Preferred use of local suppliers of goods and services

Published: 06 April 2016
Last edited: 03 May 2018
Wherever possible using local labour in construction and operation of tourism camps, as well as local suppliers of goods and services, allows for greater participation of community members in PA tourism and ensures a wider spread of benefits (multiplier effects). It is, however, essential to connect benefits from tourism and conservation to the protected area and the related tourism. Damaraland Camp used largely local labour in construction: this provided important income as well as skills training for local community members. The camp still uses local suppliers for various services, including laundry, security, cultural activities, etc. and future plans aim to include more local suppliers.


Sustainable livelihoods
Alliance and partnership development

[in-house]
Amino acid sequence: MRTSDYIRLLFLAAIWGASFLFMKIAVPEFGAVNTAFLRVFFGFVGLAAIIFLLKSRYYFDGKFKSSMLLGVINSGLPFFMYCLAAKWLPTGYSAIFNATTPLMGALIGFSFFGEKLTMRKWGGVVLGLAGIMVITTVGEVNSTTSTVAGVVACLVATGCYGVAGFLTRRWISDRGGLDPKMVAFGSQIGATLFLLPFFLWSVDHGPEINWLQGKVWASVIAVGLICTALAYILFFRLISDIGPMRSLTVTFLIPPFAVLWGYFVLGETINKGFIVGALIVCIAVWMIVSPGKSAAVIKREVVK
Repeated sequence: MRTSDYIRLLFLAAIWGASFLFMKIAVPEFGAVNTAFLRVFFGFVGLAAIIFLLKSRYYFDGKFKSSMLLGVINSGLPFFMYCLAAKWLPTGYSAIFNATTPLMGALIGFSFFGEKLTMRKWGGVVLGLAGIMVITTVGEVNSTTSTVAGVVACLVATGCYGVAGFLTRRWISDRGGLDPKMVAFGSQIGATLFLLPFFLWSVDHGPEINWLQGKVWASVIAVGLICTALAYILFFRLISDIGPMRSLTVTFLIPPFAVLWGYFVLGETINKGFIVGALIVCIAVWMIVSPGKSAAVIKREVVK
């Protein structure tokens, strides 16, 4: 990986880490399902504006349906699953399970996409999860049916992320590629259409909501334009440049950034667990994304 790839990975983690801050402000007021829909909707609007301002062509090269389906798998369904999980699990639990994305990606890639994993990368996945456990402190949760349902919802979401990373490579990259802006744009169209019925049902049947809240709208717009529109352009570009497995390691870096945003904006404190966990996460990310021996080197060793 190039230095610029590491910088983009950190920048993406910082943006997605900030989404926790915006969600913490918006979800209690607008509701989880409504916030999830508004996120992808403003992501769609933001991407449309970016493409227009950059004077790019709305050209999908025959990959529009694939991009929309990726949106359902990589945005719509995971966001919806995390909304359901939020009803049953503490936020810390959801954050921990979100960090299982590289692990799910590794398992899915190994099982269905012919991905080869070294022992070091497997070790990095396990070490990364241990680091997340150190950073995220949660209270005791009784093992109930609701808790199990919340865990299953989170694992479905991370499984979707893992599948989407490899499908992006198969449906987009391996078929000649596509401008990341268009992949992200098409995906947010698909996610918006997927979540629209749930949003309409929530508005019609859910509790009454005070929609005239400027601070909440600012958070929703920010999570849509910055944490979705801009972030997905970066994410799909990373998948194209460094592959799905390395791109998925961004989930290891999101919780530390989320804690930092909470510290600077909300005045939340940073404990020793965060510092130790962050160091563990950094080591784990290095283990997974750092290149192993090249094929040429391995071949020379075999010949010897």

Scale of implementation

Enabling factors

On-going, regular communication to determine skills and services available in the local community A clear, transparent, equitable benefit-sharing scheme and selection of local suppliers. Training and skills development for community members so that they can engage in tourism. Providing an understanding of the needs and requirements of the tourism industry so that community members can provide the required goods and services in the correct quantity and quality.

Lessons learned

Never assume that people will connect benefits to the related tourism and conservation: the connection needs to be explicit and explained. There is often a disconnect between what the tourism industry needs and wants and what the community is providing – regular communication can assist with mitigating this, as can training and skills development. It is important to also make tourists aware of local community suppliers of goods and services from a marketing point of view, as it can enhance the tourism business and the visitor experience.

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